Review: MerCruiser TDI 3.0L

By: Andrew Norton, Photography by: Andrew Norton

The MerCruiser TDI 3.0L means you get diesel power in a bowrider. Now that’s smart thinking!

Review: MerCruiser TDI 3.0L
It's hard to beat the fuel efficiency on a diesel marine engine like the MerCruiser TDI 3.0L.

Traditionally, larger US-built bowriders have been powered by V6 or V8 petrol sterndrives. The idea of a thumping big displacement engine lurking under the aft sunpad just seems to make sense. But at the 2015 Miami International Boat Show, Sea Ray came up with a different concept and fitted a MerCruiser TDI 3.0L diesel in its 250 SLX, one helluva big bowrider.

Mated to a Bravo 3 sterndrive leg it returned trolling to midrange fuel efficiency you’d never get with a petrol engine. And in its upper rpm range it was actually quieter, so on long runs a normal conversation could be held. Alas no sweet V8 exhaust note!


MerCruiser TDI 3.0L

The turbocharged and intercooled base MerCruiser TDI 3lt engine is built by Volkswagen and is fitted to a range of VW and Audi vehicles. Though it develops a maximum torque output of 566Nm (about the same as a 6.2lt V8 petrol engine) at 2250rpm, 77 per cent or 436Nm are available at just 1400rpm and even at wide open throttle and 4200rpm 80 per cent or 453Nm. An electronically managed common rail system injects fuel at up to 26,000psi or 1770bar, right at the top end of injection pressures.

VW has used a unique vermicular graphite casting process for the cylinder block that it claims is lighter and stronger than conventional cast iron. Even with its standard freshwater cooling system and a Bravo 3 leg it weighs less than the recently released MerCruiser 4.5lt 250 V6 petrol sterndrive which has an estimated peak torque output of 390 to 400Nm at around 3200rpm.

Being an automotive base engine the MerCruiser TDI 3.0L has a plastic shroud atop the engine that needs to be removed to access the engine oil filter. The sump oil dipstick is forward, with the power steering pump reservoir and coolant overflow tank to port and water separating fuel filter to starboard. The injection system is normally self-bleeding but a hand pump is fitted just in case.

Unfortunately, despite its relatively small displacement the MerCruiser TDI 3.0L is substantially longer than even the MerCruiser 4.5, though the width is only marginally greater. The engine-only dimensions are 925mm long, 754mm wide and 762mm high.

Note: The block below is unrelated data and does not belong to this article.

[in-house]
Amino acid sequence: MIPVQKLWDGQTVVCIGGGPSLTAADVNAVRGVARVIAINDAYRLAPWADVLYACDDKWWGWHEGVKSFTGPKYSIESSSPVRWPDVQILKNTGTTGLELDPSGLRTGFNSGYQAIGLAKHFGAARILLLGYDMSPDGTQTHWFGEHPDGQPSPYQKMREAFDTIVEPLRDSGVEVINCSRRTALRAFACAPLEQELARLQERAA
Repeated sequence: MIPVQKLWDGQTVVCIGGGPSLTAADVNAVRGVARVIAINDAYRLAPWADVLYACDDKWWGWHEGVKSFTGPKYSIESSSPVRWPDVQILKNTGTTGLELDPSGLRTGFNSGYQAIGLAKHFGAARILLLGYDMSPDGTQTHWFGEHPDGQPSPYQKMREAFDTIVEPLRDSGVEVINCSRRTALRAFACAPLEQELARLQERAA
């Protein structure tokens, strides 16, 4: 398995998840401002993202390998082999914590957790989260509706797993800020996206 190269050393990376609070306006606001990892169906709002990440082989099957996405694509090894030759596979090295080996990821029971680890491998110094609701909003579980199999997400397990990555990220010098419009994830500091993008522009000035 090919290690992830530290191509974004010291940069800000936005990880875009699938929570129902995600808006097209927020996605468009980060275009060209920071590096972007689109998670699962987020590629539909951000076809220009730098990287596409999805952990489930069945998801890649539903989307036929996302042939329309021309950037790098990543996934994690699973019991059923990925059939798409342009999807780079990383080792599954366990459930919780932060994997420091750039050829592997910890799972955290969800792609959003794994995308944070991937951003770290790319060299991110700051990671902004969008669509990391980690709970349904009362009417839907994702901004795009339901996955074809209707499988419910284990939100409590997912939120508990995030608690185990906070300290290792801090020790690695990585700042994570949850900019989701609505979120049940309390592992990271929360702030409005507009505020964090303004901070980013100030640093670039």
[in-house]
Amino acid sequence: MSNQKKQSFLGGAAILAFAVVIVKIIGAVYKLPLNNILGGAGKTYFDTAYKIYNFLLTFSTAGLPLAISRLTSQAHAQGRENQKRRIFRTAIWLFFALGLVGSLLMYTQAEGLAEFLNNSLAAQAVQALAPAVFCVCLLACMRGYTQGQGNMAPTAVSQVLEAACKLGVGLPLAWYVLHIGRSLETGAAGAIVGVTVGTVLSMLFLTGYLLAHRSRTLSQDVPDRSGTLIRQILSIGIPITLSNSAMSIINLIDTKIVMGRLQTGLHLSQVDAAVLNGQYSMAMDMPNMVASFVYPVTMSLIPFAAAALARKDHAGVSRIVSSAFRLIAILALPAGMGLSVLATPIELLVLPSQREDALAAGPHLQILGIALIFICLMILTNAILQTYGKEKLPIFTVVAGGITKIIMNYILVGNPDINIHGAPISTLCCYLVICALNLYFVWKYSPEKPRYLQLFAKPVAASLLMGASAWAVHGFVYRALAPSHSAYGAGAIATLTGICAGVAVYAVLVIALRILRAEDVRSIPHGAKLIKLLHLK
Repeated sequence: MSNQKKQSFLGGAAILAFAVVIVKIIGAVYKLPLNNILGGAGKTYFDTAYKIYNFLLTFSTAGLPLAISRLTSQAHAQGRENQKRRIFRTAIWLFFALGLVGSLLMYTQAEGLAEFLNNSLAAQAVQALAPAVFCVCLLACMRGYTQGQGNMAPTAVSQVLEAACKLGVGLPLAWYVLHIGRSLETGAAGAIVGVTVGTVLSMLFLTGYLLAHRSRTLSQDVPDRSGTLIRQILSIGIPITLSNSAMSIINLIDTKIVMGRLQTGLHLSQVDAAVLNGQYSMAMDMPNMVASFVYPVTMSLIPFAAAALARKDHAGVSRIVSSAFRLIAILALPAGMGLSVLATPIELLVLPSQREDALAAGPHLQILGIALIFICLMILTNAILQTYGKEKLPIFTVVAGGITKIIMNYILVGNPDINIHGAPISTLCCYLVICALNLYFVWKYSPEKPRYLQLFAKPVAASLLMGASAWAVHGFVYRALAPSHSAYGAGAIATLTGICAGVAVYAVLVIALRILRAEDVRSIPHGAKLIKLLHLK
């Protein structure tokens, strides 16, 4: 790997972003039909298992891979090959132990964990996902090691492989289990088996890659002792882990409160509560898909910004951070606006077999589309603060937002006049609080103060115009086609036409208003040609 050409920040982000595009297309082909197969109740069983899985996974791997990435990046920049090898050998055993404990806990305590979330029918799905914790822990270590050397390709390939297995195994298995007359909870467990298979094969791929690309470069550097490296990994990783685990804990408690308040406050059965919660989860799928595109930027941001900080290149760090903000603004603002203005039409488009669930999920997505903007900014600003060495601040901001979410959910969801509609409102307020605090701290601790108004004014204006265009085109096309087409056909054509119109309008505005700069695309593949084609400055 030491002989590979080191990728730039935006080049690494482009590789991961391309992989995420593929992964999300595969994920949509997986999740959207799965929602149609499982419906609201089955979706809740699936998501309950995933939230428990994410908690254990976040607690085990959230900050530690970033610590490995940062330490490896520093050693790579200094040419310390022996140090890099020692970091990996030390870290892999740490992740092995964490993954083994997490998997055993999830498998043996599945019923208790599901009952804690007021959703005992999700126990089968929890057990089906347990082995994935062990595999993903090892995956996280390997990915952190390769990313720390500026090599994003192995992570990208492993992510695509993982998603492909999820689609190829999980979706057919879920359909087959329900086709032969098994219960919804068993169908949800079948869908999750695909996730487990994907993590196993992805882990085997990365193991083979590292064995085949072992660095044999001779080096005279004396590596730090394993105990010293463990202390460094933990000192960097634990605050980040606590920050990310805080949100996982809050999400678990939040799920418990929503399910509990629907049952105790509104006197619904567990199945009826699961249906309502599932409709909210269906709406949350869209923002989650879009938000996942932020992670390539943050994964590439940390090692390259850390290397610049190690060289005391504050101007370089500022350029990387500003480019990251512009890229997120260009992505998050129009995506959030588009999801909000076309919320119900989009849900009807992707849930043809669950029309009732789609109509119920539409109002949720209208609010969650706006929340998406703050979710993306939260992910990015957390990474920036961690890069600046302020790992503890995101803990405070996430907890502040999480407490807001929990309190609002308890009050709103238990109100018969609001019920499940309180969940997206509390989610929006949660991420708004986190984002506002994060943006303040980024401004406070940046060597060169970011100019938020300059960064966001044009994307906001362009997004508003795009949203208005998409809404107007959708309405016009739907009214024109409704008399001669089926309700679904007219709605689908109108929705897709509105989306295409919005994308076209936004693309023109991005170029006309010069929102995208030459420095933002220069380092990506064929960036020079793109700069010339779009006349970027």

Servicing intervals are every 100 hours or annually after the first 20 hours, but if using the engine infrequently I’d change the oil and filter every six months as turbocharged diesels don’t like dirty oil. The TDI 3.0L is rated to a maximum of 500 hours of running per year, with 12.5 per cent WOT operation or one hour in every eight.


MerCruiser TDI 3.0L on the water

MerCruiser TDI 3 litre

As with the twins I tested three years ago in a Caribbean 26, the demo single started instantly with no exhaust smoke, though its idling and trolling noise levels were substantially higher than the twin 4.5s I tested the same day in a Sea Ray 310 Sundancer. The single Bravo 3 drive leg allowed for excellent hull control amongst the crowded Miamarina jetties off Bayshore Drive in Miami and the shift action was surprisingly gentle for a diesel.

Idling out to clear water the TDI 3.0L had a steady exhaust beat and as we opened the throttle the turbocharger quickly kicked in. Accelerating onto the plane with the engine under high load relative to rpm gave us the characteristic V6 exhaust note but once up this disappeared, replaced by drive leg gear whine.

Driving the 250 SLX/TDI 3.0L combo was way different to a petrol-powered bowrider. Because the engine only reaches 4200rpm, we planed at 2000rpm compared to 2500 to 3000rpm for a comparable output petrol engine and cruised at 3000rpm. And being a diesel, the maximum continuous cruising rpm is only 500 below WOT, whereas an automotive-derivative petrol V8 should be run continuously at least 1500rpm below WOT.

Through tight turns at 3000rpm the engine held its rpm without touching the throttle. However at WOT it was slightly overpropped, resulting in a higher fuel consumption than the twin 3.0Ls I tested which were slightly underpropped. To compensate for additional engine loading, electronically-managed injection systems will always pump more fuel in, so it’s better to underprop these diesels. At WOT the TDI 3.0L was only slightly noisier than the twin 4.5Ls at 4000rpm!


The Trade-a-Boat verdict

If you love pottering around waterways, the quietness of a petrol engine at low speeds is more appealing than a diesel that just wants to be worked. But if you do long runs to and from a favourite spot, the fuel efficiency of a diesel is hard to beat. At WOT the TDI 3.0L uses way less fuel than even the MerCruiser 4.5L but then servicing costs down the track will be higher than a comparable output V8, so you have to think hard about going diesel.

At least the TDI 3.0L won’t impact on tinnitus. And just like the 4.5L my flab didn’t get a workout either! See your MerCruiser dealer for more information.


MerCruiser TDI 3.0L performance

Single TDI 3.0L in Sea Ray 250 SLX bowrider, Bravo 3 drive with 23in pitch props, total displacement 3.5 tonnes. Average of two-way runs on Biscayne Bay, Miami over a low chop.




NOISE (dB/3m)





























* Note maximum planing fuel efficiency at 2500rpm. Sea-trial data supplied by the author.


MerCruiser TDI 3.0L specs

TYPE Turbo-intercooled 90-degree V6 direct injection diesel

RATED BHP 260 at 4200rpm

MAX TORQUE 566Nm at 2250rpm


BORE X STROKE 83 x 91.4mm

WEIGHT 350kg (dry w/ Bravo 3 leg)


See the full version of this review in Trade-A-Boat #257, September 2015. Why not subscribe today?

Keep up to date with news from Trade-A-boat or like us on Facebook!